I adapted this traditional song to meet my piano teaching purposes. There are two variations. With young children it is beneficial to start with large motor (that use big muscles like legs & trunk) activities and then work gradually towards the fine motor (that use small muscles like hand and fingers) skills required for playing the piano when the child masters the skill.
Large Motor Skill
Make a giant staff (5 parallel lines) on the floor using yarn,masking tape or an old sheet or tablecloth written on with marker. Have the child place circles (notes) starting on the bottom line and going up the staff 5 notes (line, space, line, space, line) and then back down (a five finger scale) so it looks like a mountain. Then sing this song while holding a toy fish marching up and down the mountain.
1,2,3,4,5 (Walk up the notes)
I Caught a Fish Alive (Walk down the notes starting w/"a fish alive")
6, 7,8,9,10 ((Walk up the notes)
I let him go again (Drop the fish)
Why did I let him go? (Tap sway or march in place to the beat for the rest of the song)
Because he bit my finger so.
Which finger did he bite?
My (1st, 2nd, 3rd, 4th, 5th) finger on the (right/left). (Wiggle the correct finger on your right or left hand).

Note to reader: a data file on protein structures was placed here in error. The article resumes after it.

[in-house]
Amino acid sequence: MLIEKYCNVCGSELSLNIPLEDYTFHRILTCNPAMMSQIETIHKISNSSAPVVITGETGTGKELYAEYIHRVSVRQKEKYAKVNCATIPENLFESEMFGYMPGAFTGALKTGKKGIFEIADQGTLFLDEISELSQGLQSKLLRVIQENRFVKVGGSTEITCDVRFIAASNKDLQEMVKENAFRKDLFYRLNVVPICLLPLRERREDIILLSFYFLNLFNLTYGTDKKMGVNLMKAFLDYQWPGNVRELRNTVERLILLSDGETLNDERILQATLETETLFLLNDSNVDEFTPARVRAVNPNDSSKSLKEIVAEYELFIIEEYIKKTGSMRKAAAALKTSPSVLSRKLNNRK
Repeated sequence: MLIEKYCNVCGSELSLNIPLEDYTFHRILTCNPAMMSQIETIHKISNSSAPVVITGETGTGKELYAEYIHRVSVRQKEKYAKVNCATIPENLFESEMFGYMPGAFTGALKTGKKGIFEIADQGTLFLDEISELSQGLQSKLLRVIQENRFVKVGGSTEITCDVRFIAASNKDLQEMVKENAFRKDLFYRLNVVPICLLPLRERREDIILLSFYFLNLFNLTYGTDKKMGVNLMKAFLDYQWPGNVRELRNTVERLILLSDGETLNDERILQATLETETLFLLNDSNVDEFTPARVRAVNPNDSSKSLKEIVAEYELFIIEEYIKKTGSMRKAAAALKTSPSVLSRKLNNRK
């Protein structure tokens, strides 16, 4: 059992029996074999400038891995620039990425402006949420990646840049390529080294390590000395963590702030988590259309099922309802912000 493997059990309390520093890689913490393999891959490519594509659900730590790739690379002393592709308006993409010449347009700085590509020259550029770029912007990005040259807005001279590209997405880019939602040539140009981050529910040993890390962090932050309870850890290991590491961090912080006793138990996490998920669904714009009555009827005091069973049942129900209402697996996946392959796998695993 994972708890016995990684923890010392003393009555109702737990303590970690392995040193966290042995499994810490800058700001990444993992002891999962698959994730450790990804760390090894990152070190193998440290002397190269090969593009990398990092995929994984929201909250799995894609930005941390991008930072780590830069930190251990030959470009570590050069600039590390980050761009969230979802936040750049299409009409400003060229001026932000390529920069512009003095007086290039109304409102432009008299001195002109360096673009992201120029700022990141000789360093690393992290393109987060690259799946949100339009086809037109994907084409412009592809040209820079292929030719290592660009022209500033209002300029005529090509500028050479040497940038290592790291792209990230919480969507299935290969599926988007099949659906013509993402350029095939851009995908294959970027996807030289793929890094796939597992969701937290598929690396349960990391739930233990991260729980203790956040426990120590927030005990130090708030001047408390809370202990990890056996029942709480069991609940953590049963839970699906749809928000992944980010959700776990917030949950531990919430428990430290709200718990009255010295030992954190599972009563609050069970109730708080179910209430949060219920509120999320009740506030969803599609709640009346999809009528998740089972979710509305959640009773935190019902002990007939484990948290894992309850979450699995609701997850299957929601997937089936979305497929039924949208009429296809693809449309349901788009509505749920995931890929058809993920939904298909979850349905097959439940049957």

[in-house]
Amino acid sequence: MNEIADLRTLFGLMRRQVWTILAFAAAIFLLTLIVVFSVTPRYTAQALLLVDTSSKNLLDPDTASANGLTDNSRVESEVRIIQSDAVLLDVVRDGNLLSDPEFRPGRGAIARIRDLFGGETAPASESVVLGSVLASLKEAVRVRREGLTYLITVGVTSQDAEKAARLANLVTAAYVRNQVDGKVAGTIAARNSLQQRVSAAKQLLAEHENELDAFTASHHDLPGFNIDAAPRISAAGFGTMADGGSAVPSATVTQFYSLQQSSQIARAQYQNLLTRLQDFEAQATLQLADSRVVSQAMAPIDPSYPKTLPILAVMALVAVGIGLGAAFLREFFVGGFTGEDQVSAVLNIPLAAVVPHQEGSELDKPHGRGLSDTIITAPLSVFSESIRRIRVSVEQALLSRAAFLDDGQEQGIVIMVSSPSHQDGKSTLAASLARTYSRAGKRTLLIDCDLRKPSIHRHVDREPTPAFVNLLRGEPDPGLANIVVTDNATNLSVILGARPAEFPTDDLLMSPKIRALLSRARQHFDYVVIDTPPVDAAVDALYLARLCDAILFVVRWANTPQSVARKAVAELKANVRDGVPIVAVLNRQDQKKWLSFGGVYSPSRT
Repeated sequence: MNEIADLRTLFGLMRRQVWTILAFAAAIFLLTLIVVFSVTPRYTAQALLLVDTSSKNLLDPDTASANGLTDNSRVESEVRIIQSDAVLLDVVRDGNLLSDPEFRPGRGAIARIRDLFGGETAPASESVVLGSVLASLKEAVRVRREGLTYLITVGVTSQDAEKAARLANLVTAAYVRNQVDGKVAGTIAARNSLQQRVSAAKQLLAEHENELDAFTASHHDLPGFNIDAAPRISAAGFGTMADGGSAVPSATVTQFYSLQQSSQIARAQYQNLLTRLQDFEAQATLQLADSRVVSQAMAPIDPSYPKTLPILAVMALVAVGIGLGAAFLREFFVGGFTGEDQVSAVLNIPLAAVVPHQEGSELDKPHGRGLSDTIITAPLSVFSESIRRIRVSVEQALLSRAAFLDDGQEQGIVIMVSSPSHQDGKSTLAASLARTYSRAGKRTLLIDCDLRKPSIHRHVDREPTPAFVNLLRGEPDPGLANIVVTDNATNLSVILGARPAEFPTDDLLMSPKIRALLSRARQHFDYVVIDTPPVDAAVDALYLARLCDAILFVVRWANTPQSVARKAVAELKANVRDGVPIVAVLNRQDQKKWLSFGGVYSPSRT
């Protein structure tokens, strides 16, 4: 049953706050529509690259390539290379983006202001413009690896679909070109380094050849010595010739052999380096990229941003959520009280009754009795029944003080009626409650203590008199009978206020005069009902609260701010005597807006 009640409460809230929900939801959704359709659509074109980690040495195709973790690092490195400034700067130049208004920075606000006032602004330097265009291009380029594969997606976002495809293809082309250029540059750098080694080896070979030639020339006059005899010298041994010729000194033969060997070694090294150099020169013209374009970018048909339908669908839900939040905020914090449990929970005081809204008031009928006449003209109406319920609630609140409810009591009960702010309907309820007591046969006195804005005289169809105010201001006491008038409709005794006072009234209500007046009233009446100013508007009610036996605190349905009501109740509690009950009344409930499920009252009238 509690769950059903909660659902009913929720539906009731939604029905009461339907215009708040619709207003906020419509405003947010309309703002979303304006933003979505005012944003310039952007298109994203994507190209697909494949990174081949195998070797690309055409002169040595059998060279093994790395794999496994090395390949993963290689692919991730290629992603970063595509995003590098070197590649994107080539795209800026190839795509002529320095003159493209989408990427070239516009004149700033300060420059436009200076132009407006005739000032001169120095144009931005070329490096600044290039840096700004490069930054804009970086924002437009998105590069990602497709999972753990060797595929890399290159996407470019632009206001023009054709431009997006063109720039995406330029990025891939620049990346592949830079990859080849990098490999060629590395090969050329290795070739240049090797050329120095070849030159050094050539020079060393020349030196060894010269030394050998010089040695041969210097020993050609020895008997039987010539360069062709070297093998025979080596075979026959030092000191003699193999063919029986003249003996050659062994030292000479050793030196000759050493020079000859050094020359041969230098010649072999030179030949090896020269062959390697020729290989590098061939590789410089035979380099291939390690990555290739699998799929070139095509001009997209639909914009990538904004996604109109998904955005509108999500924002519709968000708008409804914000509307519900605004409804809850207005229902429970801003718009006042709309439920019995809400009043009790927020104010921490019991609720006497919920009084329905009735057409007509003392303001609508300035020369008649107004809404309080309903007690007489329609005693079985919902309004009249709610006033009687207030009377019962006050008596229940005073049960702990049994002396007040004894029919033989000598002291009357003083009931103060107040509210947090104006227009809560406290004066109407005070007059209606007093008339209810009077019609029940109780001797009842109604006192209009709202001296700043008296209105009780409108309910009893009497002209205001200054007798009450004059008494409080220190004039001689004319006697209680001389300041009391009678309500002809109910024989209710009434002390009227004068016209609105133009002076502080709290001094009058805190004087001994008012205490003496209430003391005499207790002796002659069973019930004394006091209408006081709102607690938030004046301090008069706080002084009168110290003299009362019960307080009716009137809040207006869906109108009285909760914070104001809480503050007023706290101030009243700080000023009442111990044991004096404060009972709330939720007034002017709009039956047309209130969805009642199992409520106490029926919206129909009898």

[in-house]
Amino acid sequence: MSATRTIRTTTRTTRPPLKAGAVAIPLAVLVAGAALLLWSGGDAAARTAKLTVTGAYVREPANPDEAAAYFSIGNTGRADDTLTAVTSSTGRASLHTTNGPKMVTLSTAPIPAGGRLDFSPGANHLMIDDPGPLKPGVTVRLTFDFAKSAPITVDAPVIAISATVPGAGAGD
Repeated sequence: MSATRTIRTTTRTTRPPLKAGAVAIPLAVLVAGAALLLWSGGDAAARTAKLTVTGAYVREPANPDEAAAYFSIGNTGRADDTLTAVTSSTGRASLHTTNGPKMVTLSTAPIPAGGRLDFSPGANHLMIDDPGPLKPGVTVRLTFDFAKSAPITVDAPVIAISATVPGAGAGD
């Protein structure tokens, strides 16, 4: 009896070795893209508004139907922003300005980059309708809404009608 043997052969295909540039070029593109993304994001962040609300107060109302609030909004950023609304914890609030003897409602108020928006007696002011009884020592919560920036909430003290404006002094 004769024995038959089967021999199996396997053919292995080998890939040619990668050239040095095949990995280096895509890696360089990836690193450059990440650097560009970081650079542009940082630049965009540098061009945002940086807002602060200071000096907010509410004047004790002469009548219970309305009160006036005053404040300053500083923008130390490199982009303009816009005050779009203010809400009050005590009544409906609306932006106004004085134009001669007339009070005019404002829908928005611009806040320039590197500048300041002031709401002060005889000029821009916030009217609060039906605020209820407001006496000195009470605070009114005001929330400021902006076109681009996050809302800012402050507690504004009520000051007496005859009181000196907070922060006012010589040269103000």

This introduces in a subtle way the idea of line notes, space notes, steps on the staff, high & low notes finger #s, feeling the beat, and left & right. I might even let the children choose a cute rhythm fish card with basic notes and rests on it from www.susanparadis.com website and name them Mr. Half Note, or Miss Quarter Rest, etc.
Small Motor Skill
Once this is easy for the child, we'll switch to moving the fish in the air with our arms like it is climbing up and down the stairs. Next we'll go to the piano and play the first part of the song on the C scale using the 3rd finger supported by the thumb like in the My First Piano Adventures Tigers At My Door Song - (Select the Song & Watch Nancy to Learn How).